EVERY morning a bus caked in dust pulls into Bamako bringing the latest rumours of war. Looking dazed and dehydrated after 24 hours on the road, Mohammad Maiga explains how Tuareg separatists and Islamist militants have turned his native Gao, northern Mali’s most populous town, into a ghost town. “Everyone is leaving,” says Mr Maiga. “There’s no food, no supplies.” Blackouts last all day. Banks and offices have been pillaged by rampant rebels. Read the rest of this entry »
Caked in dust and bristling with weaponry, the Tuareg rebels smiled at Neil Whitehead and Diane English. “It’s okay, we’re here for your protection,” one of the veiled warriors grinned at the nervous couple. Caught up in the middle of a war after Tuareg separatists advanced hundreds of miles in a matter of hours, the hotel-owners had tried twice already to leave their adopted home of Timbuktu. At first, retreating army columns had blocked their way. Then, when the road eventually cleared, English and Whitehead ran straight into a firefight. “There were guns going off all around us and tracer going past the cab windows, and we thought, ‘This isn’t good’,” English says, with a flash of understatement. Read the rest of this entry »
Mali’s two-week-old junta rejected international calls to relinquish power yesterday as sanctions intended to force the new regime to step down began to bite and Islamists cemented their grip in the country’s turbulent north.
In his first comments since the embargo was imposed, the coup leader, Captain Amadou Sanogo, warned that the ousted president, Amadou Toumani Toure, could be charged with “high treason and financial wrongdoing”. He announced that a meeting to discuss Mali’s future would take place tomorrow.
Amid fears that Islamic extremists were taking advantage of the political upheaval, three of al-Qaeda’s leaders were said to have headed to the ancient trading city of Timbuktu, where Sharia was being imposed and women were being told to wear veils. Read the rest of this entry »
The allegedly al-Qaeda-linked faction of the Tuareg rebellion in troubled Mali seems more of an opportunistic break than a real extension of the terror group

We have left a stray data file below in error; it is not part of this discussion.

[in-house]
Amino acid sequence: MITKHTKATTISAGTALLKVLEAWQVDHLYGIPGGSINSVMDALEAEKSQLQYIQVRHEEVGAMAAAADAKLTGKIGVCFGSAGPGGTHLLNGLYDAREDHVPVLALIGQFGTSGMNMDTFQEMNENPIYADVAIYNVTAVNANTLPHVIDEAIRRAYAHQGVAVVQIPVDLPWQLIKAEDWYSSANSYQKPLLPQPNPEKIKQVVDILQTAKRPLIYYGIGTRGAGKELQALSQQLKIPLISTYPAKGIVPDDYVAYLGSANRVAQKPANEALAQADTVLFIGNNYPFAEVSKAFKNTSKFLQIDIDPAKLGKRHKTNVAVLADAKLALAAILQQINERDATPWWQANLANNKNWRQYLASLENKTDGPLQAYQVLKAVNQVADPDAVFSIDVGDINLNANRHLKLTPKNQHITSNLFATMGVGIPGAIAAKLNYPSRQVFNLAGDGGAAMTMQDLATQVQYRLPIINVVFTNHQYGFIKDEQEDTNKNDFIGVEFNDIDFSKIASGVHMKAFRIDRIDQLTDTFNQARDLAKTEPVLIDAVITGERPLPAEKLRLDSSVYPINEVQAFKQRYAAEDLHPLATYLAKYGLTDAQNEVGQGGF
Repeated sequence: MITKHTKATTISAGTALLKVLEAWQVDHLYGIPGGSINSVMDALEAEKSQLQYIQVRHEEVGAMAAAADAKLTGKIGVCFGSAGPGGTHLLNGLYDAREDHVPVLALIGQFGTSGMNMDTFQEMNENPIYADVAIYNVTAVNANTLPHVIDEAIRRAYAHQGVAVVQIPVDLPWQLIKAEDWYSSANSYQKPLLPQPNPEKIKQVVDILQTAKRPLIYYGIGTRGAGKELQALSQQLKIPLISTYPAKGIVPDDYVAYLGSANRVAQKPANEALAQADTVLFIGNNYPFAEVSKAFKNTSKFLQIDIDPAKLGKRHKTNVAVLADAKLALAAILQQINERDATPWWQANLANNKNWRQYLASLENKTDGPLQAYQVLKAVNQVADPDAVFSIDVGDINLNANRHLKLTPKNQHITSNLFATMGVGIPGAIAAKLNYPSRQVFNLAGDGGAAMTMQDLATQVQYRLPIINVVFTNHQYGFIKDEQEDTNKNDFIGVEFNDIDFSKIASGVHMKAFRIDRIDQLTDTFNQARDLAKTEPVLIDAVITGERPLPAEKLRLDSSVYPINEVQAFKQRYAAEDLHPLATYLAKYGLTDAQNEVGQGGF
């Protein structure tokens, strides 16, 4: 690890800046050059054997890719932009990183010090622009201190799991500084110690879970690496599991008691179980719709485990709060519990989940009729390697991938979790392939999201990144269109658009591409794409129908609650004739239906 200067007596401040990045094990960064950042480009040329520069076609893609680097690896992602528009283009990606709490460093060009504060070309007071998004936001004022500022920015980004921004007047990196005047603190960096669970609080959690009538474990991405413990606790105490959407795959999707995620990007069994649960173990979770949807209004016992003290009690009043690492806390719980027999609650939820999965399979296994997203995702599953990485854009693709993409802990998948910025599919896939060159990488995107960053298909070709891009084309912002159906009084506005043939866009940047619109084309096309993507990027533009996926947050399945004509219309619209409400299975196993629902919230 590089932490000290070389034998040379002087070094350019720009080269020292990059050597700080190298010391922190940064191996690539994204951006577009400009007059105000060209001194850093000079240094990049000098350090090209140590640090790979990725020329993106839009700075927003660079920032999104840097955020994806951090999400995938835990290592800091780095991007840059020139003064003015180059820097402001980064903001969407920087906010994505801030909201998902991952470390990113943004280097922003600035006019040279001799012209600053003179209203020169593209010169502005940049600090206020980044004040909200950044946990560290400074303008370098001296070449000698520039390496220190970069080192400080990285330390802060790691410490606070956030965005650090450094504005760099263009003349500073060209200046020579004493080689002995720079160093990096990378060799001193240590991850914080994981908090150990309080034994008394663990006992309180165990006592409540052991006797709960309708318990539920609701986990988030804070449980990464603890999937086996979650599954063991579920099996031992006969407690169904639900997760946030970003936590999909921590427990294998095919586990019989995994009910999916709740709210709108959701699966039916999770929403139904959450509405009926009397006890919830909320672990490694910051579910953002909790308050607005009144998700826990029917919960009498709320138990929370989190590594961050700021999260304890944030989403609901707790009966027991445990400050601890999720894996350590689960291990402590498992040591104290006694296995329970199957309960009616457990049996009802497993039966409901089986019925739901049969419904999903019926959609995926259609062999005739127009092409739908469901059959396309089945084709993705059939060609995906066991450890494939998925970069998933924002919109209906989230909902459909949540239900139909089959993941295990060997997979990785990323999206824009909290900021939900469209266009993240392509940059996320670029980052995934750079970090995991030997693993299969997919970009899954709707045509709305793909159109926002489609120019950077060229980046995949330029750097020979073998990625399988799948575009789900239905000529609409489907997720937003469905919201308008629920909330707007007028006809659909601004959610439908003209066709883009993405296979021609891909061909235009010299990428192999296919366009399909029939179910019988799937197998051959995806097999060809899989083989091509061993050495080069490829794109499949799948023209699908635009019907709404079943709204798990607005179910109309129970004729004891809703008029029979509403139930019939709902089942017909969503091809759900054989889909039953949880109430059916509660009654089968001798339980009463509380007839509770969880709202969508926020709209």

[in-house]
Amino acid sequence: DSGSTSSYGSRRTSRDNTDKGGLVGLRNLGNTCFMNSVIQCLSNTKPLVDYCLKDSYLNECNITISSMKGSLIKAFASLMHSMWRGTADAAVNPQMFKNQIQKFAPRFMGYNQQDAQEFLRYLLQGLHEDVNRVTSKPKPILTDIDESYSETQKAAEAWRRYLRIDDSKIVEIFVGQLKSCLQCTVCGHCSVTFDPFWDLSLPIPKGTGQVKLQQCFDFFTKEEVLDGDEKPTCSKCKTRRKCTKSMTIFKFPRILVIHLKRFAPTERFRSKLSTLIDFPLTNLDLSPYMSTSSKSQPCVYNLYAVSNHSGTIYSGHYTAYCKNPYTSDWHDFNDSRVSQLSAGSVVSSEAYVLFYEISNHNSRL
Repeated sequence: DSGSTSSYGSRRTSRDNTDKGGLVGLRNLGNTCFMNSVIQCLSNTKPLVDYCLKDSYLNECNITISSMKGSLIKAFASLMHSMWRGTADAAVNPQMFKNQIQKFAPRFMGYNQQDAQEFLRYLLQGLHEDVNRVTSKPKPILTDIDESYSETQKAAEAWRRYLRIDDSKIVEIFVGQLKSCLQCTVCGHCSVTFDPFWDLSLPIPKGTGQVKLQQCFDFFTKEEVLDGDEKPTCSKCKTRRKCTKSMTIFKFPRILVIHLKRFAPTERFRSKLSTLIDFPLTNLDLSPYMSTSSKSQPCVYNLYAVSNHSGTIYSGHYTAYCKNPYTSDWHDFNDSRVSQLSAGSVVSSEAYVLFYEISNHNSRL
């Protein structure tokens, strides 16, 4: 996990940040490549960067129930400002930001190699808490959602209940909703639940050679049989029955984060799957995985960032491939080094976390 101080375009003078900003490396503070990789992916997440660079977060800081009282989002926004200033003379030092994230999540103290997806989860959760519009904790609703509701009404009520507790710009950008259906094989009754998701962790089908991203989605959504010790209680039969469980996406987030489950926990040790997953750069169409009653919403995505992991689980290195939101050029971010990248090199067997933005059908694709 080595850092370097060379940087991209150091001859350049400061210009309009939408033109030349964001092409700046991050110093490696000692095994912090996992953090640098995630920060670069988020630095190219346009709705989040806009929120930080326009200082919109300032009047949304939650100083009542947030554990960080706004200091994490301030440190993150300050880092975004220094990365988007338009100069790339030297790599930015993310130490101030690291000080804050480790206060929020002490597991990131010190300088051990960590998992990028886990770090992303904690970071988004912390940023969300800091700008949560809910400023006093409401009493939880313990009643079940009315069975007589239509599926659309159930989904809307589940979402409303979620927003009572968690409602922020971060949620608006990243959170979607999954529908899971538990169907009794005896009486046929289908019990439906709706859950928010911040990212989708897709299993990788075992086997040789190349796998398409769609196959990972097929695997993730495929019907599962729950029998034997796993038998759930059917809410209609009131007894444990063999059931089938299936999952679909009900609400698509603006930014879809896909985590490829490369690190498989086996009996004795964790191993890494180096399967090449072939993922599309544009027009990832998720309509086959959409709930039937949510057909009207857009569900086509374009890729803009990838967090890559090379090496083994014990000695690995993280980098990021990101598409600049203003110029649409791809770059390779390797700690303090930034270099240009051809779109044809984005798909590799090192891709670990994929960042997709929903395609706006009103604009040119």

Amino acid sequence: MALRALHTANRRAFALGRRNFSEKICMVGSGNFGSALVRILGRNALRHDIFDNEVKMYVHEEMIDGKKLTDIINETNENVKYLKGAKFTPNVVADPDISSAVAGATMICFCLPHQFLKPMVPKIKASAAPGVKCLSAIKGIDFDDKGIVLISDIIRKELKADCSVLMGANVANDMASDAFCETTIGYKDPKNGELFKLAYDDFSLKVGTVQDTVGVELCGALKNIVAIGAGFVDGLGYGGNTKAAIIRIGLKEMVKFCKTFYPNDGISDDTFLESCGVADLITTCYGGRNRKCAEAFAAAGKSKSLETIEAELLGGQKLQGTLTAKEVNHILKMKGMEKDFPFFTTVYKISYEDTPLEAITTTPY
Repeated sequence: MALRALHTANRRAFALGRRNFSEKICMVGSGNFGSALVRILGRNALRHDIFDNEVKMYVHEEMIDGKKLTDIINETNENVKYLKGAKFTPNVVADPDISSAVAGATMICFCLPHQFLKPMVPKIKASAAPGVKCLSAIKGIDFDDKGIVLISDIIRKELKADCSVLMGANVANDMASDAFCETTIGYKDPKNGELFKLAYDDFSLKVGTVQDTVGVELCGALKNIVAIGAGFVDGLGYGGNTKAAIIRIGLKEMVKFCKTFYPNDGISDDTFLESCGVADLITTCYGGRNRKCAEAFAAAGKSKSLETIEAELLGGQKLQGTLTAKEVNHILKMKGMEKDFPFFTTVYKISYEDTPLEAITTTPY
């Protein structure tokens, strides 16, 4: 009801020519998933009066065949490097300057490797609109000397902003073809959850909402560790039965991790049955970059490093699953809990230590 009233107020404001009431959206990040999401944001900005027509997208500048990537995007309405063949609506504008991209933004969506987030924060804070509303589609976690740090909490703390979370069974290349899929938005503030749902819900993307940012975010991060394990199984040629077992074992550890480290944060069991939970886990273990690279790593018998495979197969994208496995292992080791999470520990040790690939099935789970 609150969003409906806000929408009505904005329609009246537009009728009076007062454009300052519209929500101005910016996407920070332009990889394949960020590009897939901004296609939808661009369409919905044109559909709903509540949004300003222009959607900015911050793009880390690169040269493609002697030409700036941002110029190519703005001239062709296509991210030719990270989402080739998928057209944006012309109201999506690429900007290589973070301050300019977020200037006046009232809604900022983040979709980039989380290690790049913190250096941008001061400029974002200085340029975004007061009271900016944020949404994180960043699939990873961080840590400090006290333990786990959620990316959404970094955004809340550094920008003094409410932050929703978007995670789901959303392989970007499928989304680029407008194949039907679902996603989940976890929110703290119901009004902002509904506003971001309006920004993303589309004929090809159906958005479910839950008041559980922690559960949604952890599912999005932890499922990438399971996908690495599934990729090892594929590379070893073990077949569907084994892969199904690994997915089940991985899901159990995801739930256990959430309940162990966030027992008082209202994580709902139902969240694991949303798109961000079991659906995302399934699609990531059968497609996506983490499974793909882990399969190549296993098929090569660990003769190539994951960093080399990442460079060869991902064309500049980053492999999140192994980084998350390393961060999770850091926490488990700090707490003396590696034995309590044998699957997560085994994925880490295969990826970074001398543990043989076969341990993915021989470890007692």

Somewhere close to the Algerian border a delegation of Tuareg notables hurried through the desert for a summit. It was mid-March and there was dissension among them. One of their own, a renegade desert warrior called Iyad ag Ghali, had just thrown the Tuaregs’ meticulously plotted rebellion against the Malian government into jeopardy. In proclamations appearing on YouTube, ag Ghali’s spokesman had done everything that the committee behind the two-month-old uprising by Tuareg rebels wanted to avoid. “It is our obligation to fight for the application of Shar’ia in Mali,” the spokesman said. The poisonous phrase, seized eagerly by a Malian government smarting from military defeat, undid months of careful political messaging. Now everyone would think the Tuareg were in bed with al-Qaeda. Read the rest of this entry »
A contingent of regional leaders turns its plane away as the Mali Junta appears to solidify, learning how to spin and propagandize. But trouble looms
They pumped their fists in the air. “Shame on Africa,” they cried. And then the protesters swarmed across the runway at Bamako international, trampling over the red carpet laid out for visiting dignitaries. With a jet carrying presidents from five West Africa countries inbound, it was an eloquent statement of what many in Mali’s military junta think about international condemnation of their coup — even if the soldiers in charge didn’t explicitly order up the demonstration. Read the rest of this entry »
Captain Amadou Sanogo does not sound or look like the man in charge. But he is now the only show in town in a country beset by multiple crises
Under a sickle moon a large man with dreadlocks, a sparkling purple cloak and white moccasins climbed the stairs of the house that has become Mali’s new nerve-center. He was a marabout — a West Africa holy man — summoned by the 40-year-old army captain everyone in Kati is now calling le President. The new power in Mali is Amadou Sanogo, a career soldier whose improbable coup d’etat has upturned one of Africa’s strongest democracies. On Monday night he sought strength from the spirit world. He needs whatever help he can get. Read the rest of this entry »
Several interested parties await the outcome as a once-healthy democracy descends into conflict between military mutineers and their president
Pick-ups packed with soldiers zoomed toward the maize-colored building that houses the State broadcaster as rumors flew of more civil strife in Mali. There was a counter-coup. No, there wasn’t a counter-coup. The leader of the mutiny was dead. No, Capt. Amadou Sanogo would appear in a broadcast momentarily. Read the rest of this entry »